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  10. Poaching eggs your way seems far more fool proof and requires far less vinegar, which I've never been fold of how it affects the texture of the whites.

    I like your tuna presentation. Looks like it would have been quite nice :)

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  11. Hey hey- sorry for hiatus! I'm back! the tuna is looking awesome. Great idea to just snip the nori over the top.

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  12. That looks delicious and after raw, my favourite way to eat tuna - love how pink and rare the center is. Yum!

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  13. I love Tuna Tataki and it's so healthy done this way, very little cooking as you say but very flavourful. I think it's worth the cost. We are very lucky that we have a brilliant fishmonger locally who supplies both sashimi grade salmon and tuna. Yay!!

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  14. I love tuna! These tuna tataki looks delicious!

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  15. wow the tuna tataki looks so delicious yet so simple to make although, anything that touches me will turn out a fail.

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  16. It looks mighty FINE...............I love the two-tone hues of the fish. Have a good weekend

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  17. the tuna looks great and what a wonderfully simple way to cook it.

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  18. That tuna looks damn foiiiine! Twas nice seeing you and meeting Gary on Saturday!!

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  19. Woah...when I saw the pics I thought it was from a restuarant- great lookin dish yo. Break me off a piece of that!

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  20. Your photographs are stunning - this looks like such a light & beautiful meal... lucky Monsieur Poisson :)

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  21. what an awesome dish, are you sure this is not at a fine dining establishment?? lucky monieur poisson!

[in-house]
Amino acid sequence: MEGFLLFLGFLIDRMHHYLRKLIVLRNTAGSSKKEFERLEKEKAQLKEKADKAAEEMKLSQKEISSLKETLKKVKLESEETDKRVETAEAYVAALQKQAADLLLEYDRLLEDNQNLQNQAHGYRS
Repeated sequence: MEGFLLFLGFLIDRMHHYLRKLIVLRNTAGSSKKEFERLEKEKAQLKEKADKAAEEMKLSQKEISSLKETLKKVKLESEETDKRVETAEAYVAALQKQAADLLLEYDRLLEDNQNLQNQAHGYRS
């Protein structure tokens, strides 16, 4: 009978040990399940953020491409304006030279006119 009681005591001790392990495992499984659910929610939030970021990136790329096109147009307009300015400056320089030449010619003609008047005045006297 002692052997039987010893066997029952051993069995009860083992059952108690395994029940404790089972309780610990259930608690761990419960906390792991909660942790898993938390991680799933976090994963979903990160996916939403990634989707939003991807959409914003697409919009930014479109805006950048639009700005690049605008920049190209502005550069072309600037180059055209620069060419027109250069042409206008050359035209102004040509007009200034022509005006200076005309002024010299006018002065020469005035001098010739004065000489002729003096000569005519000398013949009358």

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  22. Hey Joey, thanks =) And so easy too!

    Hey Sarah, definitely something I'll keep in mind when next entertaining.

    Hey ourfoodtales, thanks - I'm just not very good at following instructions sometimes =p

    Hey Sara, it is so far a skill which still eludes me, gaaahhh!

    Hey Helen, haha, lucky the tuna turned out alright though!

    Hey Jacq, tuna tataki is definitely easier than poaching an egg!

    Hey Jackie, thank you for your kind praise! I love eating several types of fish like this but never pictured it being so, so easy to make!

    Hey Reemski, I am so comforted to know I'm not amongst the minority when it comes to failing at poaching eggs =p

    Hey John, so soft...so sensual...so tasty!

    Hey Angie, haha, the eggwhite was fine but the yolk was almost cooked all the way through!

    Hey Simon, theoretically more foolproof with the plastic wrap but still not foolproof enough for me, haha!

    Hey Gastronomy Gal, so good to hear from you again which can only mean things are looking better for you!

    Hey Forager, raw is great and this offers just that bit of textural contrast.

    Hey Gummi Baby, think I might need to venture into the fish markets next time I make this though!

    Hey Ellie, thanks =) But not as impressive as your kingfish!

    Hey sugarpuffi, seriously, so easy to make - you should try it!

    Hey Kitchen Butterfly, thanks, the colours are quite captive, aren't they?

    Hey Thang, if only cooking all fish could be this simple, heh!

    Hey Trisha, good seeing you briefly too! Need proper (girly) catch-up soon =D

    Hey Adrian, haha, you're flattering me! But I can't emphasise how easy it is to make.

    Hey foodie and the chef, thanks for dropping by and your kind comments =)

    Hey Gianna, I love it when something so low effort can yield such impressive results =D

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  23. Hi all,

    I think a little break is good for everyone. This would be a good picnic starter- something a little different!
    Thanks a lot!

    Recipe Cards

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  24. Hey Ren, definitely good as a nibblie!